I discovered Intervals through Bandcamp in 2011. After listening to a few minutes of “Sonar”, I frantically scoured their page for the digital download button like it was the last copy and essential to my survival. The Space Between EP had everything I had grown to savour in progressive metal: original song structure, erratic time signature changes and polyrhythms that require multiple listens to understand. The lack of conventional vocals really focused the listener’s attention on the depth of the music. At the time, I was only aware of a few other comparable bands that challenged the virtue of musicianship in a mature context that wasn’t limited by genre, fads or expectations outside their own.
Now, these similarly-minded and skilled bands, like Animals As Leaders, Scale The Summit or Trioscapes, were all American. They are bands that are composed of musicians so virtuoso within their respective instruments, that each individual could easily carry three other mediocre fill-ins and still find mainstream success. It is with this niche understanding that is required to appreciate how much hometown pride it gave me that Intervals are from Toronto.
Their new album A Voice Within came out March 4th. Unlike The Space Between and their second EP In Time, the new album features Mike Semesky as vocalist/bassist. The direct consequence of this seems to have affected their song structures, which now accommodate for the addition of vocals by reverting to a traditional Verse/Chorus/Bridge pattern. This may be somewhat disheartening, but it is necessary due to the clean, melodic delivery of Mr. Semesky. His vocals are commendable, considering this means a nonstop struggle to remain in pitch against the hurricane of sweeps and solos.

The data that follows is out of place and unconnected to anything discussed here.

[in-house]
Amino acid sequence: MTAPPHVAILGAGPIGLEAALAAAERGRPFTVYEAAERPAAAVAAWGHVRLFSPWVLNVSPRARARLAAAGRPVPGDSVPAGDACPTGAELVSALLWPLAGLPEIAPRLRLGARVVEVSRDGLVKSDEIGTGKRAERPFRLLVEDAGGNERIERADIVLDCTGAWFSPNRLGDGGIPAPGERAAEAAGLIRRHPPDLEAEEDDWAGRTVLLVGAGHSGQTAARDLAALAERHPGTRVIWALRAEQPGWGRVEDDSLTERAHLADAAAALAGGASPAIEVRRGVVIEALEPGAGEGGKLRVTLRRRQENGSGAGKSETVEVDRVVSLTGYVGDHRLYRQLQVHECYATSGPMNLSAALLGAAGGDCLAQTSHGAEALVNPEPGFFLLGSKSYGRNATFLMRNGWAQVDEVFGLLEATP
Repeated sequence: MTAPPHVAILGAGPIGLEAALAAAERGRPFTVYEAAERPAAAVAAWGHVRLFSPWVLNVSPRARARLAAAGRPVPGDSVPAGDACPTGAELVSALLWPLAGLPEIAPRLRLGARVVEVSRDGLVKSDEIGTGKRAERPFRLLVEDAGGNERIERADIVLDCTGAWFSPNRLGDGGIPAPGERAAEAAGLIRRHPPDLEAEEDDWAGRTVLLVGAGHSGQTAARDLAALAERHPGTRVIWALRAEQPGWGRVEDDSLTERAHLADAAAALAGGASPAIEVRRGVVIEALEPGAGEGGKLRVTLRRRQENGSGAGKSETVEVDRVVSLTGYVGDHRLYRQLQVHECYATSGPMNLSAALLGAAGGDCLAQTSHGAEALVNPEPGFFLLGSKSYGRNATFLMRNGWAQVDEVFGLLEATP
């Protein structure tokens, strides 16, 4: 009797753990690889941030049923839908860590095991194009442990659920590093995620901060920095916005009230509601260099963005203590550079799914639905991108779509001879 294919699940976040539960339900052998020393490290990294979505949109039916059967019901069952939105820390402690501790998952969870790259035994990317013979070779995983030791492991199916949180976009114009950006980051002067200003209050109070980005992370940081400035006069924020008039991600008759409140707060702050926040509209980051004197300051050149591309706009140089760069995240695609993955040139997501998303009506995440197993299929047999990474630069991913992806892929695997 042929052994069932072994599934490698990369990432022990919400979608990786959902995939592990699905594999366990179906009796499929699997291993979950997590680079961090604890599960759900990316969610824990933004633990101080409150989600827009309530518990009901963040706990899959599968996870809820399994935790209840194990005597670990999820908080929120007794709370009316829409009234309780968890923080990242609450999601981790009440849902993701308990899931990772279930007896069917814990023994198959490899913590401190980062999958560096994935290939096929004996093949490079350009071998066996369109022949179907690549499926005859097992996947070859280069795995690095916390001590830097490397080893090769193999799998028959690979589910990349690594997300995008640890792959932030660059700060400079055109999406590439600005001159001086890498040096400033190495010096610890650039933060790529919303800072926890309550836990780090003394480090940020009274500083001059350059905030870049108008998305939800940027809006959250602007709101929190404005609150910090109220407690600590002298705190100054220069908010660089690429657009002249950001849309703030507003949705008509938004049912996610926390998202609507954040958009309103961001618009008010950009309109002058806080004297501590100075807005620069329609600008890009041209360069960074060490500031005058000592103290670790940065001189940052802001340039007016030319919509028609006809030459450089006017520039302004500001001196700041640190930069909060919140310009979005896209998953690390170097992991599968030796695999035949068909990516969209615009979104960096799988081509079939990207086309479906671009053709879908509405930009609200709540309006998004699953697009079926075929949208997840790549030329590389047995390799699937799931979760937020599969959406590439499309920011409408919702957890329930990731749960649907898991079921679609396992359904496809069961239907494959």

From front to end, the entire album has a sonder feeling thanks to the subtlety of the drum- and bass-dominated segments, as heard in the middle section of “The Escape” or the snazzy opening of “The Voice Within”, all the while retaining a playful sort of heaviness in “Siren Sound”. My personal favorites were “Atlas Hour” and “The Voice Within”.
All in all, this album is a great jumping off point for those who are looking for heavy alternative music that is more layered in its musicianship and delivery than anything on the radio, or the upper crust of the underground.
To give some context, back when I worked in a restaurant I used to spin The Space Between and In Time–and it ruined the atmosphere of the work environment! The reason for this is because it’s not bad music; instead, for those uninitiated in music with a lack of a conventional song structure or singing, there is nothing to get hooked on right away.
Get initiated on this band right away!
Check out Intervals!
Author: Alex Slakva